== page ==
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Owner: pdugger76
Created: Jul 7, 2019
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Video Game Survey: Inferential Statistics Report
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I. Introduction

The purpose of the survey designed by group two (2) was to examine the habits related to cellular phone video game usage of the average American.  The population that the group members were able to obtain a sample from consisted of family, friends, and co-workers with ages ranging from thirteen (13) to ninety-eight (98).  Collection of survey data was obtained in person and by utilizing social media platforms (i.e., Facebook) – a convenience sample.  All responses were given on a voluntary basis and all respondent’s identifying information was held confidential.  The following questions were included in our survey:

1.Do you play video games on your cell phone? Circle one: yes no

2.What type of game do you usually play? Select one category: 

      Action/Adventure 

      Puzzle

      Role-Playing

      Sports

      Strategy

      Other

      I do not play video games on my phone.

3.How many hours a week do you spend playing video games on your cell phone?

4.What is your age in years?

II. Looking at a Categorical Variable

The pie chart that follows represents the responses to the survey question “Do you play video games on your cell phone? Circle one: yes no”.

Result 1: Pie Chart Responses to Playing Video Games on a Cell Phone   [Info]
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The pie chart shows that 66.7% or 82 out of 123 respondents engage in playing video games on their cell phone.  Approximately 33.3% or 41 out of 123 respondents do not engage in playing video games on their cell phone.
 

Result 2: One Sample Proportion with Summary   [Info]

One sample proportion confidence interval:


Outcomes in : Yes/No
Success : Yes
p : Proportion of successes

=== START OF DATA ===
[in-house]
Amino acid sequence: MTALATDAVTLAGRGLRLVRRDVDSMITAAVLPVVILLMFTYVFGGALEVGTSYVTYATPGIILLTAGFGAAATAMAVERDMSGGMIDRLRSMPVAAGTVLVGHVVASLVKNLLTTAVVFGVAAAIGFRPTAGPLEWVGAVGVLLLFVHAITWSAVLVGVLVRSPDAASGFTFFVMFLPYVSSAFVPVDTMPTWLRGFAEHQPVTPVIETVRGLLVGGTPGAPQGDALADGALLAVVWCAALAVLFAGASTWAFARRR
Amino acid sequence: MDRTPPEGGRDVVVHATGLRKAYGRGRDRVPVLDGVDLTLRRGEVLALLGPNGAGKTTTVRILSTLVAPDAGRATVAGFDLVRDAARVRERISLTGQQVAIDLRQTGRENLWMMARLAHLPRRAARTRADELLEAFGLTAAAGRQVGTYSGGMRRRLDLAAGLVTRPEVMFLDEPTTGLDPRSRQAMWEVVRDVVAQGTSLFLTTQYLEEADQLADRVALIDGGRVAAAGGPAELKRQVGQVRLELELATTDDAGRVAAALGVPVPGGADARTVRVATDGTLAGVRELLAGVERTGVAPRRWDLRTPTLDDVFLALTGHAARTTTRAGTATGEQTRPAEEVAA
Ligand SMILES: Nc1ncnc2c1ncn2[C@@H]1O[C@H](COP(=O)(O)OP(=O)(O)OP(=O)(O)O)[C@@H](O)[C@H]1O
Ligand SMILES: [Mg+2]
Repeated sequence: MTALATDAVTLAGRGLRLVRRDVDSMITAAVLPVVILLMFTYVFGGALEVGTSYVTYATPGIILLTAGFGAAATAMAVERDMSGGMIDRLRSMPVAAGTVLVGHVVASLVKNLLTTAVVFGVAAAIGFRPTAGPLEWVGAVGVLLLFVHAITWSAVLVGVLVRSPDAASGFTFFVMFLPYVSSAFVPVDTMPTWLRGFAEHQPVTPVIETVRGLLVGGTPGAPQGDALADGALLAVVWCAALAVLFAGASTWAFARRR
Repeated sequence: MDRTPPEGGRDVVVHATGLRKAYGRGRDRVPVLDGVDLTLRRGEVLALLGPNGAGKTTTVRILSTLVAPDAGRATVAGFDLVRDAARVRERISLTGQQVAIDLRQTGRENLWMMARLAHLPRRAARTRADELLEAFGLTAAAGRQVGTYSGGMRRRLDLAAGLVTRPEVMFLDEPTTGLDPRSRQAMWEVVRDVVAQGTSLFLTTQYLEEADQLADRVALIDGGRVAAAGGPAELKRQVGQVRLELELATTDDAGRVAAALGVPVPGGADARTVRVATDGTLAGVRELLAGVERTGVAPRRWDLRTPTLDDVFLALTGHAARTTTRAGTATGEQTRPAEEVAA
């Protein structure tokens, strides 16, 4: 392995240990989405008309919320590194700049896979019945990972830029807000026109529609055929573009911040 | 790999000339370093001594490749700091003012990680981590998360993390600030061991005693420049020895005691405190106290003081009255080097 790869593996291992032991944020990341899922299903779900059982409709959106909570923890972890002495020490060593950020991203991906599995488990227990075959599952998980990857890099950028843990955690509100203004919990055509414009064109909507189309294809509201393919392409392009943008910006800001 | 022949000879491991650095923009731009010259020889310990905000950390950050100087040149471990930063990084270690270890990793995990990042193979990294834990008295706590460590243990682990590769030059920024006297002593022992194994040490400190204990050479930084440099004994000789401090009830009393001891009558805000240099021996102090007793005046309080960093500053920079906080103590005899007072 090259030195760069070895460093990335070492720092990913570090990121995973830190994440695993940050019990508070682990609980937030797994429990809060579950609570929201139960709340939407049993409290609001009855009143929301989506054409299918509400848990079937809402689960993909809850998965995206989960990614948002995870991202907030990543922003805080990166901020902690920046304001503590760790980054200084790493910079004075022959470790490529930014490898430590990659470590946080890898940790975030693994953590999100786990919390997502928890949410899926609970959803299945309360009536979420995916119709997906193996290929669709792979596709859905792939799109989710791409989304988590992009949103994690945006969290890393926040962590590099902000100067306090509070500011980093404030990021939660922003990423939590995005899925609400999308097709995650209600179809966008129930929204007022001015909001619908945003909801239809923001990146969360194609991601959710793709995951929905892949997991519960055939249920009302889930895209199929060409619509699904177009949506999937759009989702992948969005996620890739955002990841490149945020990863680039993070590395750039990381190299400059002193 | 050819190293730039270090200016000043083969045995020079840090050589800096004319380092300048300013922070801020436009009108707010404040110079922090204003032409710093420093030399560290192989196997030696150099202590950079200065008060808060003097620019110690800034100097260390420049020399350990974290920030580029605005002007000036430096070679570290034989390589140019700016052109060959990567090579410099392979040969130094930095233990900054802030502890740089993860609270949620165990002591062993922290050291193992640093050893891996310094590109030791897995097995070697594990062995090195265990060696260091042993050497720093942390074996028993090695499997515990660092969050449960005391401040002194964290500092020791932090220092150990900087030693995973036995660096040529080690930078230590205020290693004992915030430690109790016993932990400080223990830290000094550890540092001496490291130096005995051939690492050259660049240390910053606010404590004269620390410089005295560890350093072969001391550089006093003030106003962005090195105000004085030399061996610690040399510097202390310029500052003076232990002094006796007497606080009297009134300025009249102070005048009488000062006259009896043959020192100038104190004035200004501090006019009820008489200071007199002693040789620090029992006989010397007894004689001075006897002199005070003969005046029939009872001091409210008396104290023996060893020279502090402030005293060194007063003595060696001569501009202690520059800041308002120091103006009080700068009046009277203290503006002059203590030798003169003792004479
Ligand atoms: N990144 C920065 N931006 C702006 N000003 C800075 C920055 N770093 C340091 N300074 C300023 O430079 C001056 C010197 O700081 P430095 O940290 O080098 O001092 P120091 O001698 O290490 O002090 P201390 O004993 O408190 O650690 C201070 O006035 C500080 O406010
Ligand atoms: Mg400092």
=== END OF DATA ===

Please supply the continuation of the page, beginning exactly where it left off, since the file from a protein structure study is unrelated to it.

Method: Standard-Wald

95% confidence interval results:
VariableCountTotalSample Prop.Std. Err.L. LimitU. Limit
Yes/No821230.666666670.0425051140.583358170.74997516

 
Interpretation of the 95% confidence interval results, shown above in Result 2, were calculated from the portion of the population that answered “Yes” to the question “Do you play video games on your cell phone? Circle: yes no”.  This translates to we could take multiple samples of the video game data, n=123, and the true proportion of p would be in approximately 95% of the results (success rate).  In other words, we are 95% confident that the interval from 0.583 to 0.750 actually contains the true value of the population proportion p of respondents that would answer “Yes” to playing a video game on their cell phone (Triola, 2015, p. 320).
 
The error term is E= (0.750-0.583)/2 = 0.084/2 = 0.042 (margin of error).
 
III. Looking at a Numerical Variable

The following histogram (Result 3) and summary statistics (Result 4) shown below highlight the data for the survey question “How many hours a week do you spend playing video games on your cell phone?”
 

Result 3: Histogram of Hours of Game Engagement per Week   [Info]
Right click to copy

 

Result 4: Summary Stats of Game Engagement per Week   [Info]

Summary statistics:


ColumnnMeanVarianceStd. dev.Std. err.MedianRangeMinMaxQ1Q3ModeIQR
Hrs. per wk1234.719512239.348966.2728750.565606092300300707

  
Shown below in Result 5 is the 95% confidence interval for the population mean.  
 

Result 5: One sample T confidence statistics with data   [Info]

One sample T confidence interval:


μ : Mean of variable

95% confidence interval results:
VariableSample MeanStd. Err.DFL. LimitU. Limit
Hrs. per wk4.71951220.565606091223.59983855.8391859

 
Interpretation of the 95% confidence interval results, shown above in Result 5, were calculated from the portion of the population that answered, “How many hours a week do you spend playing video games on your cell phone?”.  This translates to we could take multiple samples of the video game data, n=123, and approximately 95% of the results would produce confidence intervals that contain the true proportion mean μ.  In other words, we are 95% confident that the interval from 3.6 and 5.8 hours per week actually does contain the true value of the population mean μ for the respondents’ engagement in game play in hours per week (Triola, 2015, p. 340).
 
A t-distribution was selected for use because the population standard deviation for the data was unknown.  
 
 
References
 
Cassella, D. (2010, January 20). Video games: The state of play in 2010 [Image]. Digital Trends. Retrieved from https://www.digitaltrends.com/gaming/video-games-the-state-of-play-in-2010/ 
 
StatCrunch. (2019). Video game survey: Inferential statistics report. Retrieved from https://www.statcrunch.com/5.0/viewreport.php?reportid=88301">Video Game Survey: Inferential Statistics Report 
 
Triola, M. F. (2015). Essentials of statistics (5th ed.). Upper Saddle River, NJ: Pearson.

HTML link:
<A href="https://www.statcrunch.com/5.0/viewreport.php?reportid=88301">Video Game Survey: Inferential Statistics Report</A>

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